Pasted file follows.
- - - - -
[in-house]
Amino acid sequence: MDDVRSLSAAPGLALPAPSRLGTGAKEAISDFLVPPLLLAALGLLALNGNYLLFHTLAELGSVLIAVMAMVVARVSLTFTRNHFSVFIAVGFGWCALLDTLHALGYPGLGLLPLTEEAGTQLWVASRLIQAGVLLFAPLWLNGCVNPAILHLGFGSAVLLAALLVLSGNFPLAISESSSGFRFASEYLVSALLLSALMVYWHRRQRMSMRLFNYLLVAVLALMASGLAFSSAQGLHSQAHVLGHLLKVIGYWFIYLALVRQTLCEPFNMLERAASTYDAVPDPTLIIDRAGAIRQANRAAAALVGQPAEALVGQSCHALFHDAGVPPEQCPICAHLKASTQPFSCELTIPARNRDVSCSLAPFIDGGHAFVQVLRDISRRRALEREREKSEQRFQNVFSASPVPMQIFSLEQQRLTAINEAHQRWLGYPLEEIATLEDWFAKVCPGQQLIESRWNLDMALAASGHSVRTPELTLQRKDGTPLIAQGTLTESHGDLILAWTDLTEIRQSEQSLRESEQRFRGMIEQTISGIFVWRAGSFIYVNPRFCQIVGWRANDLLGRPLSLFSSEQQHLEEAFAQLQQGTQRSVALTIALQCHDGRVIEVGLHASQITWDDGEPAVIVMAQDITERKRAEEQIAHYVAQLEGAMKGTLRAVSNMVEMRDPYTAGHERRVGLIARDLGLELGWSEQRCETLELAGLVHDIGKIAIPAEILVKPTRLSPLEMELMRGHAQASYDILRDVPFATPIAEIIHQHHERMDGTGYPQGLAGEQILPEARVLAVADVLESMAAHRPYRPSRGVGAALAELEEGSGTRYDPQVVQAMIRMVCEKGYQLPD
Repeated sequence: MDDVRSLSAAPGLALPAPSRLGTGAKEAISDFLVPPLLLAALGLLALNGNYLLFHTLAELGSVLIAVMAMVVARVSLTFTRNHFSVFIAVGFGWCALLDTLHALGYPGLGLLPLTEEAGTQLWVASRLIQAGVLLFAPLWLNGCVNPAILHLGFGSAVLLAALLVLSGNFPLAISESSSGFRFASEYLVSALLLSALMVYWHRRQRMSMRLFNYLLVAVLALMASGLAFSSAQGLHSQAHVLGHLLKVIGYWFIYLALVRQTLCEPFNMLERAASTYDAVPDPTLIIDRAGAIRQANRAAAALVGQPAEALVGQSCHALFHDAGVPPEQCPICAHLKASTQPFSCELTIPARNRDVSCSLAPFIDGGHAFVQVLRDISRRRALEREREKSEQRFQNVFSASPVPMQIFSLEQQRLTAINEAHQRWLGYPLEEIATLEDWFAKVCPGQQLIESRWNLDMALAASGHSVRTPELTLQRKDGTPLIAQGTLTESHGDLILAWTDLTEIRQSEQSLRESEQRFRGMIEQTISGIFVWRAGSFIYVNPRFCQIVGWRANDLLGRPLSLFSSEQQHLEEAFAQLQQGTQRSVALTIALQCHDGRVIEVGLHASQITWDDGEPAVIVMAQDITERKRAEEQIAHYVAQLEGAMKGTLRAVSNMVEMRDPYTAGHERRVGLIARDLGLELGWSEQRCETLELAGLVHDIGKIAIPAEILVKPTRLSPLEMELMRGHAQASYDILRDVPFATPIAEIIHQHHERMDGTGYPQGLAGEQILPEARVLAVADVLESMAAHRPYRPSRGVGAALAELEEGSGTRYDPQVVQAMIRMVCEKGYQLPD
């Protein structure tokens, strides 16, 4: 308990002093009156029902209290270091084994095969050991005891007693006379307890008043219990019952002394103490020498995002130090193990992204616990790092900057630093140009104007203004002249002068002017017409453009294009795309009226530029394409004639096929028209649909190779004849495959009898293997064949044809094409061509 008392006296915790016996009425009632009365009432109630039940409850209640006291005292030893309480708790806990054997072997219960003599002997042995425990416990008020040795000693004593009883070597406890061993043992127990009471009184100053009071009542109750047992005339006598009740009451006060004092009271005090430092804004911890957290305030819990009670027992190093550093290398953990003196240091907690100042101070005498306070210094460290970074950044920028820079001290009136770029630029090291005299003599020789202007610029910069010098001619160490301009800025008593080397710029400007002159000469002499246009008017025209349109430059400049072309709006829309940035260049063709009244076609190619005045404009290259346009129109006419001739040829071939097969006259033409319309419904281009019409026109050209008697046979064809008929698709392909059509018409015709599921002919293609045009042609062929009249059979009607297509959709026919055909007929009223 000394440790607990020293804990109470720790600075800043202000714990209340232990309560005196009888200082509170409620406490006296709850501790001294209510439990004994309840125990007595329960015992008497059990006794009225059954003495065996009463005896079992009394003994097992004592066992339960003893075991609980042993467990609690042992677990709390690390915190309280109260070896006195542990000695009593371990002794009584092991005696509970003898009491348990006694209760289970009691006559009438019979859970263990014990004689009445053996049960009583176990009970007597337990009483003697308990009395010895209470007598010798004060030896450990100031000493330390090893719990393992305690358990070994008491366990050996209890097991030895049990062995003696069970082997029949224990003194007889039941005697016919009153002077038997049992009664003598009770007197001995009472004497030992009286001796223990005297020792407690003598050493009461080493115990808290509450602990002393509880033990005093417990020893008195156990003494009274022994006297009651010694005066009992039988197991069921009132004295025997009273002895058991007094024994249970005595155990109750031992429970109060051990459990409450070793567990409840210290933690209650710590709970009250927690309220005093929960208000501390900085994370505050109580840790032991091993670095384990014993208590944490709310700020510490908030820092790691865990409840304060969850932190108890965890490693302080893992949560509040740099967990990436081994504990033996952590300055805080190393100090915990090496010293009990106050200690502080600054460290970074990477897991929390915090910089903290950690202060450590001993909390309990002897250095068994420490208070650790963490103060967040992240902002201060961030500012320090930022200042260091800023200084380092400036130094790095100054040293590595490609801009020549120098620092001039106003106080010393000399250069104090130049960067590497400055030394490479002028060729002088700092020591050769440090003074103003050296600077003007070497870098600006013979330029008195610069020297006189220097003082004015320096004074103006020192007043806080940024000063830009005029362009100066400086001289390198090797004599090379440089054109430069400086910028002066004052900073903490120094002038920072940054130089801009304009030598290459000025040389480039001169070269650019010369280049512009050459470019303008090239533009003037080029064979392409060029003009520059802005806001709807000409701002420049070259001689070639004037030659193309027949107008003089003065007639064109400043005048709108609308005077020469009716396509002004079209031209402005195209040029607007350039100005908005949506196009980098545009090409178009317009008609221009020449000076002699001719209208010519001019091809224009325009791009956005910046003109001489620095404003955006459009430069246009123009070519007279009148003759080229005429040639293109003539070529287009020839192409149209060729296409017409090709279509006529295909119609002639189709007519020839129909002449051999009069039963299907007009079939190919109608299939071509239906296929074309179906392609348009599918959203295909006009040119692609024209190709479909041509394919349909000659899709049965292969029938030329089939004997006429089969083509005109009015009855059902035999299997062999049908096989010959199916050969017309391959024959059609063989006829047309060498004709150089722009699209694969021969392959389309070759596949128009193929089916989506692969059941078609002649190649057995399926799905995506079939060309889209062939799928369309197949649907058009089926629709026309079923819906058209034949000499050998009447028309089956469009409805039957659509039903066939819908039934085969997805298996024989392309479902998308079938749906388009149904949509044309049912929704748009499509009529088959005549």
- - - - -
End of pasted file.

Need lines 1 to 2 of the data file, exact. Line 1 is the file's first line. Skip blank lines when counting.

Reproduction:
[in-house]
Amino acid sequence: MDDVRSLSAAPGLALPAPSRLGTGAKEAISDFLVPPLLLAALGLLALNGNYLLFHTLAELGSVLIAVMAMVVARVSLTFTRNHFSVFIAVGFGWCALLDTLHALGYPGLGLLPLTEEAGTQLWVASRLIQAGVLLFAPLWLNGCVNPAILHLGFGSAVLLAALLVLSGNFPLAISESSSGFRFASEYLVSALLLSALMVYWHRRQRMSMRLFNYLLVAVLALMASGLAFSSAQGLHSQAHVLGHLLKVIGYWFIYLALVRQTLCEPFNMLERAASTYDAVPDPTLIIDRAGAIRQANRAAAALVGQPAEALVGQSCHALFHDAGVPPEQCPICAHLKASTQPFSCELTIPARNRDVSCSLAPFIDGGHAFVQVLRDISRRRALEREREKSEQRFQNVFSASPVPMQIFSLEQQRLTAINEAHQRWLGYPLEEIATLEDWFAKVCPGQQLIESRWNLDMALAASGHSVRTPELTLQRKDGTPLIAQGTLTESHGDLILAWTDLTEIRQSEQSLRESEQRFRGMIEQTISGIFVWRAGSFIYVNPRFCQIVGWRANDLLGRPLSLFSSEQQHLEEAFAQLQQGTQRSVALTIALQCHDGRVIEVGLHASQITWDDGEPAVIVMAQDITERKRAEEQIAHYVAQLEGAMKGTLRAVSNMVEMRDPYTAGHERRVGLIARDLGLELGWSEQRCETLELAGLVHDIGKIAIPAEILVKPTRLSPLEMELMRGHAQASYDILRDVPFATPIAEIIHQHHERMDGTGYPQGLAGEQILPEARVLAVADVLESMAAHRPYRPSRGVGAALAELEEGSGTRYDPQVVQAMIRMVCEKGYQLPD